Watch The Pack, But Don't Always Run With It
I’m sure you know this guy — we all do. I’m talking about the guy who is never satisfied with the hand life deals him, who is always upset about something, and who looks for the worst in everything and everybody.
People who constantly complain or worry can suck the air right out of a room. Follow that trend a bit further, and you’ll find a large crowd of pessimists can suck the life out of the stock market. When bears take the lead, few people enjoy themselves.
Bulls seem to have more fun — and they probably do, when they’re right. Unfortunately, too much optimism can be just as dangerous as too much pessimism.
Following the moods of investors is worthwhile, as sentiment trends can provide valuable insight. But try to keep your emotions in check and avoid getting caught up in the press. With that in mind, here are three important things investors should not do:
Don’t jump to conclusions: One of investors’ biggest frustrations with the Dow Theory is also one of the reasons the Forecasts relies on it. The theory doesn’t attempt to get investors in at the very bottom and out at the very top. And that’s a good thing, because pegging market tops and bottoms is very difficult.
The Dow Theory has been effective for more than 100 years because it requires both a double move (such as a meaningful correction that does not take out earlier lows) and a double confirmation (both the Dow Industrials and the Dow Transports must rebound to reach new highs). Such signals take weeks, and sometimes months, to unfold.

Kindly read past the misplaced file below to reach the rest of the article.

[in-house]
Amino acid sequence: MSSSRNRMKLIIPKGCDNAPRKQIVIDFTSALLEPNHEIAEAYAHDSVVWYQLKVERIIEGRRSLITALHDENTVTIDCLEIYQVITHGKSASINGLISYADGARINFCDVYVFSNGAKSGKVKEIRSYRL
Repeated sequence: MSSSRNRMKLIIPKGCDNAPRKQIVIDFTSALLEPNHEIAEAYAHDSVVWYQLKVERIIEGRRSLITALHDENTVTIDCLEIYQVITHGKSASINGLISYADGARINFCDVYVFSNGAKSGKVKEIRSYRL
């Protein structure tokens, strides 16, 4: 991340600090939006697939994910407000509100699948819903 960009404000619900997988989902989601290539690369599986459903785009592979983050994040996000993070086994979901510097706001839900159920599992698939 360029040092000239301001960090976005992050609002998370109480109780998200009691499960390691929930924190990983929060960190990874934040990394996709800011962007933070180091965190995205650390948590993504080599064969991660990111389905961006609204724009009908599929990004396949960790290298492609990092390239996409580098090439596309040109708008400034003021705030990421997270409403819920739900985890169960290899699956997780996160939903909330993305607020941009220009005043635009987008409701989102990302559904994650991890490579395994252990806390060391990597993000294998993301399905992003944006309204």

Too many pundits jump in the water before they know whether the tide is coming in or going out. If you don’t guess right, you get mighty cold, mighty fast. Improve your odds by waiting for the market to tell its story.
Don’t fall prey to pessimism. A little skepticism can be a healthy thing — there’s nothing wrong with carrying an umbrella even if it doesn’t look like rain. But pessimists tend to assume the worst and dwell on it. That attitude can hurt more than your investment returns. In studies published in 2000 and 2002, the Mayo Clinic found that optimists tend to live longer than pessimists and have a better quality of life. A study released this month found that optimists were less likely to suffer from heart ailments.
Pragmatists follow billionaire investor Warren Buffett’s Noah rule: “Predicting rain doesn’t count; building arks does.” Prepare for rough times by boosting your cash position and taking a defensive tack with your portfolio, but don’t give up on stocks.
Some pessimists take such preparedness too far, selling out of the market entirely. Such a strategy could prove hazardous to both your health and your wealth.
Don’t blindly follow even the best advice. Over the years, I’ve talked to many investors who simply didn’t trust one or two of the stocks we recommend. They were too small, too risky, too obscure, etc. While we may rate a stock a Buy because we think it has excellent total-return potential, no stock is worth losing sleep over.
Don’t get me wrong — the Forecasts recommends that every investor who owns stocks should build a diversified portfolio, including both large and small stocks. Diversification reduces volatility, and a few stocks that appear risky on their own can boost return potential without adding much volatility to a portfolio. But if one of your stocks regularly causes you to chew your fingernails to the bone, consider dumping it if you can find something of similar potential that won’t worry you so much.